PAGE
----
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Ophthalmology. 2013 Sep;120(9):1924-9. doi: 10.1016/j.ophtha.2013.02.012. Epub 2013 Apr 16.

Proximal tarsal attachments of the levator aponeurosis: implications for blepharoptosis repair.

Author information

1
Department of Ophthalmology, University of Hong Kong, Cyberport, Hong Kong. marcet@hku.hk

Abstract

PURPOSE:

To examine the tarsal attachments of the levator aponeurosis.

DESIGN:

Experimental anatomic study.

PARTICIPANTS:

Sixteen orbits from 12 fresh frozen white cadavers.

METHODS:

Eight specimens served as controls. In the remaining 8 specimens from 4 cadavers, the upper eyelid was everted. All specimens then were fixed in formalin. The age, sex, and laterality were recorded in both groups. The eyelid lamellae and tarsal attachments of the levator aponeurosis in particular were examined microscopically. Lamellar and nonlamellar ocular anatomic features and the relationships of the preaponeurotic and postaponeurotic spaces were measured.

MAIN OUTCOME MEASURES:

Histologic findings of the extent and pattern of the tarsal attachments of the levator aponeurosis in relation to the tarsus and Müller's muscle and of the changes in the lamellae in eyelid eversion.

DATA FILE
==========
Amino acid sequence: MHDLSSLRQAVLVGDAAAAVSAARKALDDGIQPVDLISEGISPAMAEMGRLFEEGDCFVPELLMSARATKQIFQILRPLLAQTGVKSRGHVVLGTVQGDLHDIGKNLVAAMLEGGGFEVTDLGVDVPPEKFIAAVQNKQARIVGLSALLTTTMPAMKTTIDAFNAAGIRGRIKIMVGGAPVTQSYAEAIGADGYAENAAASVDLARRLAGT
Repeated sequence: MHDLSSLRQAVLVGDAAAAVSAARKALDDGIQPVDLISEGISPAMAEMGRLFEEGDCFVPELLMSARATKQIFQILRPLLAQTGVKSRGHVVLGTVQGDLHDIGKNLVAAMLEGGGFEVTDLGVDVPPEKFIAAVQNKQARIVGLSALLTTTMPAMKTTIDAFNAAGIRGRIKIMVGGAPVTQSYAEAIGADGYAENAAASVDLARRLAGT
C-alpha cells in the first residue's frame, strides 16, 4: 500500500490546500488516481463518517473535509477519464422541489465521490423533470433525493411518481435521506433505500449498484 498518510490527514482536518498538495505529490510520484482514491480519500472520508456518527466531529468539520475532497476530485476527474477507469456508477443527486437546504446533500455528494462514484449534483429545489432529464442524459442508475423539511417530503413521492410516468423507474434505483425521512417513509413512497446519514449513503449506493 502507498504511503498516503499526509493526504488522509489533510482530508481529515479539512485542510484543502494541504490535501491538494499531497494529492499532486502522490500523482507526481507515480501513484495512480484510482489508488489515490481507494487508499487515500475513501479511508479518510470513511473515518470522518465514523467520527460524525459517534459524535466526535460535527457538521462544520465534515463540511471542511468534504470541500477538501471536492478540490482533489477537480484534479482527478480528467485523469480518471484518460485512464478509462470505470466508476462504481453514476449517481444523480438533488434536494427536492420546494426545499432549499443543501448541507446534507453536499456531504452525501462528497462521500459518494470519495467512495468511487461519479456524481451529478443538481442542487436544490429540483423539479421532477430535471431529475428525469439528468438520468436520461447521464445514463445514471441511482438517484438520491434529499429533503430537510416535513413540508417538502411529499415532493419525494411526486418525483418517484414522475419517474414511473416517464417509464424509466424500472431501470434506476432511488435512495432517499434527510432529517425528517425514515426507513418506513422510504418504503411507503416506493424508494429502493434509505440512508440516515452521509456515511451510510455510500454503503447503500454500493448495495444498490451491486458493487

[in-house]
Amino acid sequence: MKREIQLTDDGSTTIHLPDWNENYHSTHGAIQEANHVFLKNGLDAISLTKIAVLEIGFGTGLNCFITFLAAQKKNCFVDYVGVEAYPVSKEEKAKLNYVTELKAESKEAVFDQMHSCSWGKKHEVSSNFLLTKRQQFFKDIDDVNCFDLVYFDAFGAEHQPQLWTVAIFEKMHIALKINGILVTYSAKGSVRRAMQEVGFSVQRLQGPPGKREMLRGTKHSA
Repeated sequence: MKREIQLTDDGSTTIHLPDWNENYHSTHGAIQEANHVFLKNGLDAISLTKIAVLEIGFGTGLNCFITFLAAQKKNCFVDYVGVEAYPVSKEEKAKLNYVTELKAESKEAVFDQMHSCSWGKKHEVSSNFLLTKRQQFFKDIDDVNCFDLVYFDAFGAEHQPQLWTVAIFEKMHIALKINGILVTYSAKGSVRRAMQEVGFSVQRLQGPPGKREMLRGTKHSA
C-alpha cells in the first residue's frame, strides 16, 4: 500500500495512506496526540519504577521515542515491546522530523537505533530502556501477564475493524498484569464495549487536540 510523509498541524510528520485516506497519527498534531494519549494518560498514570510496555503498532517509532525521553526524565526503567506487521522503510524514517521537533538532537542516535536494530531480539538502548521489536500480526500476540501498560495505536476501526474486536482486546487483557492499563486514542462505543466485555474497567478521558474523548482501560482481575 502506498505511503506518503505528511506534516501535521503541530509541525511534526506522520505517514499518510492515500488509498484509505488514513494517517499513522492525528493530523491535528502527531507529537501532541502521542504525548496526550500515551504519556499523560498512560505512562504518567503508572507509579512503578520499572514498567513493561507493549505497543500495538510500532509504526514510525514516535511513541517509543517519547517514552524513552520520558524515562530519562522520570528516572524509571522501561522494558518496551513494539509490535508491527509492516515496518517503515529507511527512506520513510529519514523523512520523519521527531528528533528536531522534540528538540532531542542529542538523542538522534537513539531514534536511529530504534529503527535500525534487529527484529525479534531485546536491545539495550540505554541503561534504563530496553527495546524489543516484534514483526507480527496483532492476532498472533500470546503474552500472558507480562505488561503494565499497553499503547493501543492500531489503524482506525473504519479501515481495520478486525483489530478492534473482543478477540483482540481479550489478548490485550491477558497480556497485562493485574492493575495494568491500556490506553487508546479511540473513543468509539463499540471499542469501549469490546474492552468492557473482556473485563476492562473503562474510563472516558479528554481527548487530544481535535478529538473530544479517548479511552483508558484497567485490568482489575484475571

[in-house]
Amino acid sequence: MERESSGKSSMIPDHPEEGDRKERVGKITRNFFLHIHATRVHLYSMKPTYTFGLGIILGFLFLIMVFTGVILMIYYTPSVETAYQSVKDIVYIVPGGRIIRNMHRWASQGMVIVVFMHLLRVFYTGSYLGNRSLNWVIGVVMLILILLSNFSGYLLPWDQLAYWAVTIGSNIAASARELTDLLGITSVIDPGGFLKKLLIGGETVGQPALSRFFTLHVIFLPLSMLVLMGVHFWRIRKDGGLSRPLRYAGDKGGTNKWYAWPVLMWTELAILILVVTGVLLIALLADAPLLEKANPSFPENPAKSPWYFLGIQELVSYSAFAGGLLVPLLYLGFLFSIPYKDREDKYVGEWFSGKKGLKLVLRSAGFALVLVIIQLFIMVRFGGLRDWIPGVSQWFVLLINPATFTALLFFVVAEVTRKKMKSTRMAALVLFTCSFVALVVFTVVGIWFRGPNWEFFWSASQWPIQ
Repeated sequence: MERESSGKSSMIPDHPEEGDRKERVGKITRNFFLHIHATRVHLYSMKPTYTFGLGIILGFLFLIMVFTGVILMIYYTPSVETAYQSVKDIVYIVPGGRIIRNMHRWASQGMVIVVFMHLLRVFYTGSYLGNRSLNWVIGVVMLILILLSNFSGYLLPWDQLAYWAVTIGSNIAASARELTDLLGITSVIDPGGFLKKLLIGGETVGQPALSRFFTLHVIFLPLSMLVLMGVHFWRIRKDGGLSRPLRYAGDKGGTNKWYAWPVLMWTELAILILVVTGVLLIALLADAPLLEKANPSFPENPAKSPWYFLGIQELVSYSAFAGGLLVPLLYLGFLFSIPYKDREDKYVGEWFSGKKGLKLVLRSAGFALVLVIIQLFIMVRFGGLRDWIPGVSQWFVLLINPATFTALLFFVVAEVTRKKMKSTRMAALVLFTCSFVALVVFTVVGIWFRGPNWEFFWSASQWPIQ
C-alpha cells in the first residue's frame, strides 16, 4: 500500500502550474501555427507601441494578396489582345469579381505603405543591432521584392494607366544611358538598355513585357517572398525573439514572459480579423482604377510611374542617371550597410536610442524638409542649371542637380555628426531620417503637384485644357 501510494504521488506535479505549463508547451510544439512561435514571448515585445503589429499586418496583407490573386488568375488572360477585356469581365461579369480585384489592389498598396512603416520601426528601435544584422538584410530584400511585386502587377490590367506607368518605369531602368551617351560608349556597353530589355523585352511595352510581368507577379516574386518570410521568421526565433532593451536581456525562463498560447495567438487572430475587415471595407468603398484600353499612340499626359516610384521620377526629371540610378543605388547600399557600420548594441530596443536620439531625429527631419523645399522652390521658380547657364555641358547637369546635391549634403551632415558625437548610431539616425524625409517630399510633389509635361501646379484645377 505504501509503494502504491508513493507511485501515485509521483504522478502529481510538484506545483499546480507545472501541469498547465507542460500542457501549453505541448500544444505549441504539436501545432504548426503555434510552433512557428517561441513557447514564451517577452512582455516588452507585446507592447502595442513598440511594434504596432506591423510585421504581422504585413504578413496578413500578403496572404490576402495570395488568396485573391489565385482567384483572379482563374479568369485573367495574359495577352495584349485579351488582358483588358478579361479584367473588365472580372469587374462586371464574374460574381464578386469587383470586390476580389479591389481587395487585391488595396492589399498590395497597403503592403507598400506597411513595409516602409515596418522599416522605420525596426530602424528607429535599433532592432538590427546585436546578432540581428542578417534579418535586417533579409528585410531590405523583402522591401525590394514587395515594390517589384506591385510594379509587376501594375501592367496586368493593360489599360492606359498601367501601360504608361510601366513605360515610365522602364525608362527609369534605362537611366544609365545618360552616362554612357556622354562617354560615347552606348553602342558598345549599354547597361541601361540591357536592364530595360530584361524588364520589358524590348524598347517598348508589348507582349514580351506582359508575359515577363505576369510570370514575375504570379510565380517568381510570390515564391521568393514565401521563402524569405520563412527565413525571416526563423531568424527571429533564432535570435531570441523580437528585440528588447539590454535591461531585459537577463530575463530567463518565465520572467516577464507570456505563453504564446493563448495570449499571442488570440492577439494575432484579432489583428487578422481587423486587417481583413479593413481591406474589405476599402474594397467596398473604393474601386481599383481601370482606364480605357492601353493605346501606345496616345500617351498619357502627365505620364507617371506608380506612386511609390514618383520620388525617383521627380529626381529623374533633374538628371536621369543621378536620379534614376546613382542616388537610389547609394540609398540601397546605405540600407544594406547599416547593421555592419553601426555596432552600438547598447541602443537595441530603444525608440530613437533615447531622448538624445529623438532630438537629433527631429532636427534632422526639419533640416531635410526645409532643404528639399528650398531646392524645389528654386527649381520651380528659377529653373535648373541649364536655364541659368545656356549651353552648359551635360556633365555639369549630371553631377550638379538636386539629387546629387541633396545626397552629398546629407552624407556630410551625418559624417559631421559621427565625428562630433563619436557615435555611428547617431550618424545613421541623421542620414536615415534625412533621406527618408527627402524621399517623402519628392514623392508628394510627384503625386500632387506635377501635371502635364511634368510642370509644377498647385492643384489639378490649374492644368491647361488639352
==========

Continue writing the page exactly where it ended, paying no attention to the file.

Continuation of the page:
RESULTS:

The demographic and baseline anatomic characteristics of both the noneverted control and everted eyelid groups were similar. In comparing everted with noneverted controls, the preaponeurotic space was significantly shorter (6.22 and 10.61 mm, respectively; P = 0.003) and the preaponeurotic-to-postaponeurotic space ratio was halved (0.57 and 1.16, respectively; P = 0.005). Although the distance from the superior tarsal border to Whitnall's ligament increased significantly in everted versus noneverted eyes (14.65 and 11. 03 mm, respectively; P = 0.016), there was no significant difference in the length of postaponeurotic space in the 2 groups (11.07 and 9.69 mm, respectively; P = 0.370). The levator aponeurosis attached to the anterior tarsus in both groups. The proximal point of attachment was the superior border of the tarsal plate, adjacent to the insertion of Müller's muscle tendon.

CONCLUSIONS:

The deeper aponeurotic fibers and Müller's muscle attach proximally at the superior tarsal border. Upon eyelid eversion, the 2 lamellae move as a unit and the postaponeurotic space remains stable. A proximal tarsal attachment suggests that blepharoptosis procedures that advance an involutional or disinserted levator aponeurosis onto to the superior tarsus approximate that aspect of native anatomic features. In addition, posterior surgical approaches that address Müller's muscle may involve resections in closer proximity to the aponeurosis than previously thought.

FINANCIAL DISCLOSURE(S):

The author(s) have no proprietary or commercial interest in any materials discussed in this article.

PMID:
23601804
DOI:
10.1016/j.ophtha.2013.02.012
[Indexed for MEDLINE]

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